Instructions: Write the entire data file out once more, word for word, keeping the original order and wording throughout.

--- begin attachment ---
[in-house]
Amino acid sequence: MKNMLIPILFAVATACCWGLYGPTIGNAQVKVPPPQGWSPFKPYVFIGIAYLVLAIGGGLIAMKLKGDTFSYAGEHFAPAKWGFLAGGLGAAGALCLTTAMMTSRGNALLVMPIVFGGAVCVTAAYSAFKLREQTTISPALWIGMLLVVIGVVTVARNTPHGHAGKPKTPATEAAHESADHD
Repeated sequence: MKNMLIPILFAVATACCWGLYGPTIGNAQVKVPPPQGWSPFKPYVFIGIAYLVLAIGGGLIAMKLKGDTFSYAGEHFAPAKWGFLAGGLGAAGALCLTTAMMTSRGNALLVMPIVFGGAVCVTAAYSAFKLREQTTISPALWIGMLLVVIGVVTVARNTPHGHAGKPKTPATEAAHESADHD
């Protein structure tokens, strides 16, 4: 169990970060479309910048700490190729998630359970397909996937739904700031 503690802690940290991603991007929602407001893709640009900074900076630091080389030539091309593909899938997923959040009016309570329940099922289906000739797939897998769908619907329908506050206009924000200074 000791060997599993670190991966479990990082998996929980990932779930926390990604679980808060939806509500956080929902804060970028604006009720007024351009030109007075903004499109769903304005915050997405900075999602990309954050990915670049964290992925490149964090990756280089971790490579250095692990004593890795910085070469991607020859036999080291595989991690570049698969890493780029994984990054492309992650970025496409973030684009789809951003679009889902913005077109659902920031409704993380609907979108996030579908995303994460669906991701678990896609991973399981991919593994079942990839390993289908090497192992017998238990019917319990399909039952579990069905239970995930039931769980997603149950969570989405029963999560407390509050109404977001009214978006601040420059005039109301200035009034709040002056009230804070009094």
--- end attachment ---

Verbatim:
[in-house]
Amino acid sequence: MKNMLIPILFAVATACCWGLYGPTIGNAQVKVPPPQGWSPFKPYVFIGIAYLVLAIGGGLIAMKLKGDTFSYAGEHFAPAKWGFLAGGLGAAGALCLTTAMMTSRGNALLVMPIVFGGAVCVTAAYSAFKLREQTTISPALWIGMLLVVIGVVTVARNTPHGHAGKPKTPATEAAHESADHD
Repeated sequence: MKNMLIPILFAVATACCWGLYGPTIGNAQVKVPPPQGWSPFKPYVFIGIAYLVLAIGGGLIAMKLKGDTFSYAGEHFAPAKWGFLAGGLGAAGALCLTTAMMTSRGNALLVMPIVFGGAVCVTAAYSAFKLREQTTISPALWIGMLLVVIGVVTVARNTPHGHAGKPKTPATEAAHESADHD
């Protein structure tokens, strides 16, 4: 169990970060479309910048700490190729998630359970397909996937739904700031 503690802690940290991603991007929602407001893709640009900074900076630091080389030539091309593909899938997923959040009016309570329940099922289906000739797939897998769908619907329908506050206009924000200074 000791060997599993670190991966479990990082998996929980990932779930926390990604679980808060939806509500956080929902804060970028604006009720007024351009030109007075903004499109769903304005915050997405900075999602990309954050990915670049964290992925490149964090990756280089971790490579250095692990004593890795910085070469991607020859036999080291595989991690570049698969890493780029994984990054492309992650970025496409973030684009789809951003679009889902913005077109659902920031409704993380609907979108996030579908995303994460669906991701678990896609991973399981991919593994079942990839390993289908090497192992017998238990019917319990399909039952579990069905239970995930039931769980997603149950969570989405029963999560407390509050109404977001009214978006601040420059005039109301200035009034709040002056009230804070009094």